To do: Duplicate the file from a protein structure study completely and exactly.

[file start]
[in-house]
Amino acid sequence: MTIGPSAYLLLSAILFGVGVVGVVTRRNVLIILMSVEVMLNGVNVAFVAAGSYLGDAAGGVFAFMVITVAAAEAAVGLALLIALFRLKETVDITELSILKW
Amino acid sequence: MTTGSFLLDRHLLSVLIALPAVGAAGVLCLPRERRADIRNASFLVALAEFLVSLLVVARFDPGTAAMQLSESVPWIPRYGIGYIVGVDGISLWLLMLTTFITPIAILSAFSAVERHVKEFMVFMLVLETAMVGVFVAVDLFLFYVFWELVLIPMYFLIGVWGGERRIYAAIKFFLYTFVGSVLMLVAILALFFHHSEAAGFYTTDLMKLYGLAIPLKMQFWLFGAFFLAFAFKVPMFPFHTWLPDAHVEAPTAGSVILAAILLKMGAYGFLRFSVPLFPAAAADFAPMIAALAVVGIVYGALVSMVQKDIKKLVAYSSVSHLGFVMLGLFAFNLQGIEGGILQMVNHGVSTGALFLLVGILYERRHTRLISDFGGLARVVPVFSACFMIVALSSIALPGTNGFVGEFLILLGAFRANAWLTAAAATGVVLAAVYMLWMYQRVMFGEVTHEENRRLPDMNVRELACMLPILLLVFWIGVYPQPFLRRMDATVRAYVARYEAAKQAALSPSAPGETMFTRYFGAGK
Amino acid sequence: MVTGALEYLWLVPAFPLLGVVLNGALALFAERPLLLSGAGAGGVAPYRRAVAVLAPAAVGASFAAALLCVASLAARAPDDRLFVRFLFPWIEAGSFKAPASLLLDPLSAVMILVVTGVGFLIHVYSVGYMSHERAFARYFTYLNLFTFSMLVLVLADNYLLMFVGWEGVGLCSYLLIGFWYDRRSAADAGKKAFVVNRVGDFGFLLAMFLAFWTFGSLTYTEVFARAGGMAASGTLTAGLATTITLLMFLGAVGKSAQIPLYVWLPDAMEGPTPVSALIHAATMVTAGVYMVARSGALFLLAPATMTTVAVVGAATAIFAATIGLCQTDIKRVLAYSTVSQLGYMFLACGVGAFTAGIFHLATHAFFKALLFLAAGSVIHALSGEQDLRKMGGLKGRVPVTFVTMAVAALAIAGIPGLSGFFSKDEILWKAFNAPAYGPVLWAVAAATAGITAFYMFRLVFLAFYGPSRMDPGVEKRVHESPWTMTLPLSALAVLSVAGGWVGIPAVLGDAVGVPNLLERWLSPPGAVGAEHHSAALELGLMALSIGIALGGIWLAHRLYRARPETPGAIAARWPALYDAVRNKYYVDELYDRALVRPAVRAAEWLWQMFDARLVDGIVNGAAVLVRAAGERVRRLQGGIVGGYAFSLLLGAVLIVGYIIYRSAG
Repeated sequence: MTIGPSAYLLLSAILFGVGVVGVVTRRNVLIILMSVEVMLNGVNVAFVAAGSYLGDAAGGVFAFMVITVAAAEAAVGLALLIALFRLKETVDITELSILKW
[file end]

[in-house]
Amino acid sequence: MTIGPSAYLLLSAILFGVGVVGVVTRRNVLIILMSVEVMLNGVNVAFVAAGSYLGDAAGGVFAFMVITVAAAEAAVGLALLIALFRLKETVDITELSILKW
Amino acid sequence: MTTGSFLLDRHLLSVLIALPAVGAAGVLCLPRERRADIRNASFLVALAEFLVSLLVVARFDPGTAAMQLSESVPWIPRYGIGYIVGVDGISLWLLMLTTFITPIAILSAFSAVERHVKEFMVFMLVLETAMVGVFVAVDLFLFYVFWELVLIPMYFLIGVWGGERRIYAAIKFFLYTFVGSVLMLVAILALFFHHSEAAGFYTTDLMKLYGLAIPLKMQFWLFGAFFLAFAFKVPMFPFHTWLPDAHVEAPTAGSVILAAILLKMGAYGFLRFSVPLFPAAAADFAPMIAALAVVGIVYGALVSMVQKDIKKLVAYSSVSHLGFVMLGLFAFNLQGIEGGILQMVNHGVSTGALFLLVGILYERRHTRLISDFGGLARVVPVFSACFMIVALSSIALPGTNGFVGEFLILLGAFRANAWLTAAAATGVVLAAVYMLWMYQRVMFGEVTHEENRRLPDMNVRELACMLPILLLVFWIGVYPQPFLRRMDATVRAYVARYEAAKQAALSPSAPGETMFTRYFGAGK
Amino acid sequence: MVTGALEYLWLVPAFPLLGVVLNGALALFAERPLLLSGAGAGGVAPYRRAVAVLAPAAVGASFAAALLCVASLAARAPDDRLFVRFLFPWIEAGSFKAPASLLLDPLSAVMILVVTGVGFLIHVYSVGYMSHERAFARYFTYLNLFTFSMLVLVLADNYLLMFVGWEGVGLCSYLLIGFWYDRRSAADAGKKAFVVNRVGDFGFLLAMFLAFWTFGSLTYTEVFARAGGMAASGTLTAGLATTITLLMFLGAVGKSAQIPLYVWLPDAMEGPTPVSALIHAATMVTAGVYMVARSGALFLLAPATMTTVAVVGAATAIFAATIGLCQTDIKRVLAYSTVSQLGYMFLACGVGAFTAGIFHLATHAFFKALLFLAAGSVIHALSGEQDLRKMGGLKGRVPVTFVTMAVAALAIAGIPGLSGFFSKDEILWKAFNAPAYGPVLWAVAAATAGITAFYMFRLVFLAFYGPSRMDPGVEKRVHESPWTMTLPLSALAVLSVAGGWVGIPAVLGDAVGVPNLLERWLSPPGAVGAEHHSAALELGLMALSIGIALGGIWLAHRLYRARPETPGAIAARWPALYDAVRNKYYVDELYDRALVRPAVRAAEWLWQMFDARLVDGIVNGAAVLVRAAGERVRRLQGGIVGGYAFSLLLGAVLIVGYIIYRSAG
Repeated sequence: MTIGPSAYLLLSAILFGVGVVGVVTRRNVLIILMSVEVMLNGVNVAFVAAGSYLGDAAGGVFAFMVITVAAAEAAVGLALLIALFRLKETVDITELSILKW